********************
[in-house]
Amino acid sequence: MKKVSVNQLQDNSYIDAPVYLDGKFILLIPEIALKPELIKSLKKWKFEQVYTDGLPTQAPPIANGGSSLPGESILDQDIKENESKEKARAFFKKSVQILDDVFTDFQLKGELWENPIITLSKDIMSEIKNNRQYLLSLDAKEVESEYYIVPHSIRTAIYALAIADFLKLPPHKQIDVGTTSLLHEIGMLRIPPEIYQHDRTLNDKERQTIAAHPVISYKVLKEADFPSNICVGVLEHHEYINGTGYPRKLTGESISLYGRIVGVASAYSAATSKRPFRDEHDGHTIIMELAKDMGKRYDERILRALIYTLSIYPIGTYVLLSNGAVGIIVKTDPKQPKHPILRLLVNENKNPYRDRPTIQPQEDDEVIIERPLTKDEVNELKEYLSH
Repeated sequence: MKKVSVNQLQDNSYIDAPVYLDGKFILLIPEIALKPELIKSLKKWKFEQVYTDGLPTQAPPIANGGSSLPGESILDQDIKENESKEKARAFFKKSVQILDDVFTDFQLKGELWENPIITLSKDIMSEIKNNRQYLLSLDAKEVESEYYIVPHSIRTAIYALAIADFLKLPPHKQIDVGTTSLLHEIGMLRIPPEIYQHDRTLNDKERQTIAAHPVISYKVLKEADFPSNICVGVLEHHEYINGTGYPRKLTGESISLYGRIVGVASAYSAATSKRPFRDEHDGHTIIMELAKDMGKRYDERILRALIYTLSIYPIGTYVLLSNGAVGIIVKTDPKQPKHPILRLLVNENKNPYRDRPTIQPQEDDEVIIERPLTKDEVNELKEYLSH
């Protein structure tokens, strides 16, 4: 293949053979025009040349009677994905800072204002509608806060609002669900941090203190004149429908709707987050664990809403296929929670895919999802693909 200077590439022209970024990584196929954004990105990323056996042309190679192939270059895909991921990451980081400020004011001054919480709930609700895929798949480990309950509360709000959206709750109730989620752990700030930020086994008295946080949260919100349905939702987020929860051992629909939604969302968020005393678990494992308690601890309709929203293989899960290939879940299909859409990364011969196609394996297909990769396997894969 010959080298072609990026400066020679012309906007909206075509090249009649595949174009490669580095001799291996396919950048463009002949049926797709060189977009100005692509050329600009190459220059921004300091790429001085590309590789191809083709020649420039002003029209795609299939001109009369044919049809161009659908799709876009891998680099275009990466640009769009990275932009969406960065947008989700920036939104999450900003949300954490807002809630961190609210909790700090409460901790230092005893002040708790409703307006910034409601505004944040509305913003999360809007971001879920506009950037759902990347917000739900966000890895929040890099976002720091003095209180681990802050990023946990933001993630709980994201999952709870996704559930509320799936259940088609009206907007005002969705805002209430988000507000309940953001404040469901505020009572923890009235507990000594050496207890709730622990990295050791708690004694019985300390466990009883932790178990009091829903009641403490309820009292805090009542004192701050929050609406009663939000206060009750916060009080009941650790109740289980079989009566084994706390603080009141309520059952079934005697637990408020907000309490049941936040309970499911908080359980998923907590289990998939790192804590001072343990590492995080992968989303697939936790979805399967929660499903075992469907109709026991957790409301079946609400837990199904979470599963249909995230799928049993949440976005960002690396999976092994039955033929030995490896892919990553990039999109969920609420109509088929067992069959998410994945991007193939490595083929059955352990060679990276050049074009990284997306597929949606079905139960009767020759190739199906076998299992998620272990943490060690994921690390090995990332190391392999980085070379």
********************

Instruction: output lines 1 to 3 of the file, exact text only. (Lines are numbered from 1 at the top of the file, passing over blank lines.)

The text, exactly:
[in-house]
Amino acid sequence: MKKVSVNQLQDNSYIDAPVYLDGKFILLIPEIALKPELIKSLKKWKFEQVYTDGLPTQAPPIANGGSSLPGESILDQDIKENESKEKARAFFKKSVQILDDVFTDFQLKGELWENPIITLSKDIMSEIKNNRQYLLSLDAKEVESEYYIVPHSIRTAIYALAIADFLKLPPHKQIDVGTTSLLHEIGMLRIPPEIYQHDRTLNDKERQTIAAHPVISYKVLKEADFPSNICVGVLEHHEYINGTGYPRKLTGESISLYGRIVGVASAYSAATSKRPFRDEHDGHTIIMELAKDMGKRYDERILRALIYTLSIYPIGTYVLLSNGAVGIIVKTDPKQPKHPILRLLVNENKNPYRDRPTIQPQEDDEVIIERPLTKDEVNELKEYLSH
Repeated sequence: MKKVSVNQLQDNSYIDAPVYLDGKFILLIPEIALKPELIKSLKKWKFEQVYTDGLPTQAPPIANGGSSLPGESILDQDIKENESKEKARAFFKKSVQILDDVFTDFQLKGELWENPIITLSKDIMSEIKNNRQYLLSLDAKEVESEYYIVPHSIRTAIYALAIADFLKLPPHKQIDVGTTSLLHEIGMLRIPPEIYQHDRTLNDKERQTIAAHPVISYKVLKEADFPSNICVGVLEHHEYINGTGYPRKLTGESISLYGRIVGVASAYSAATSKRPFRDEHDGHTIIMELAKDMGKRYDERILRALIYTLSIYPIGTYVLLSNGAVGIIVKTDPKQPKHPILRLLVNENKNPYRDRPTIQPQEDDEVIIERPLTKDEVNELKEYLSH